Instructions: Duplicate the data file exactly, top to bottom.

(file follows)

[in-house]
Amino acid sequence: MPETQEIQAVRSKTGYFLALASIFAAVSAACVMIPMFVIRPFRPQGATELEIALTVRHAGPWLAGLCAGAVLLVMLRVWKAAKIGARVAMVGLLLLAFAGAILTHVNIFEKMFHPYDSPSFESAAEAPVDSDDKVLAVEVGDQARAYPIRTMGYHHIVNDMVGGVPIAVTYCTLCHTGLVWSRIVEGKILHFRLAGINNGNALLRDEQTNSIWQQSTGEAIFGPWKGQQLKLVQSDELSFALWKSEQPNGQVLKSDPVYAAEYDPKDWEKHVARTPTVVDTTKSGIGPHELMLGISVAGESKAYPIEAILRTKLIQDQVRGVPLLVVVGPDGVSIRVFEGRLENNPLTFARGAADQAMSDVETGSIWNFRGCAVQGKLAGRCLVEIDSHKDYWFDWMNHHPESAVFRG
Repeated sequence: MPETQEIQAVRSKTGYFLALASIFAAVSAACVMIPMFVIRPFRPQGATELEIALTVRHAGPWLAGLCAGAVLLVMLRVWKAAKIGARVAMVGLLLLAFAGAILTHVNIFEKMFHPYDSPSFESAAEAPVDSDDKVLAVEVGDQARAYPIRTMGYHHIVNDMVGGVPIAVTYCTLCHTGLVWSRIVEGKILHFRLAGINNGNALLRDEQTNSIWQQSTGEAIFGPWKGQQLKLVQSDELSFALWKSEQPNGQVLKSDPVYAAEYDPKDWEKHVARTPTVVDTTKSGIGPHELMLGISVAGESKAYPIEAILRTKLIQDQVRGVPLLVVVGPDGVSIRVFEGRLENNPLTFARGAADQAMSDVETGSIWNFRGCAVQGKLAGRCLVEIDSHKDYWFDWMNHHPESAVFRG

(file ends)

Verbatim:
[in-house]
Amino acid sequence: MPETQEIQAVRSKTGYFLALASIFAAVSAACVMIPMFVIRPFRPQGATELEIALTVRHAGPWLAGLCAGAVLLVMLRVWKAAKIGARVAMVGLLLLAFAGAILTHVNIFEKMFHPYDSPSFESAAEAPVDSDDKVLAVEVGDQARAYPIRTMGYHHIVNDMVGGVPIAVTYCTLCHTGLVWSRIVEGKILHFRLAGINNGNALLRDEQTNSIWQQSTGEAIFGPWKGQQLKLVQSDELSFALWKSEQPNGQVLKSDPVYAAEYDPKDWEKHVARTPTVVDTTKSGIGPHELMLGISVAGESKAYPIEAILRTKLIQDQVRGVPLLVVVGPDGVSIRVFEGRLENNPLTFARGAADQAMSDVETGSIWNFRGCAVQGKLAGRCLVEIDSHKDYWFDWMNHHPESAVFRG
Repeated sequence: MPETQEIQAVRSKTGYFLALASIFAAVSAACVMIPMFVIRPFRPQGATELEIALTVRHAGPWLAGLCAGAVLLVMLRVWKAAKIGARVAMVGLLLLAFAGAILTHVNIFEKMFHPYDSPSFESAAEAPVDSDDKVLAVEVGDQARAYPIRTMGYHHIVNDMVGGVPIAVTYCTLCHTGLVWSRIVEGKILHFRLAGINNGNALLRDEQTNSIWQQSTGEAIFGPWKGQQLKLVQSDELSFALWKSEQPNGQVLKSDPVYAAEYDPKDWEKHVARTPTVVDTTKSGIGPHELMLGISVAGESKAYPIEAILRTKLIQDQVRGVPLLVVVGPDGVSIRVFEGRLENNPLTFARGAADQAMSDVETGSIWNFRGCAVQGKLAGRCLVEIDSHKDYWFDWMNHHPESAVFRG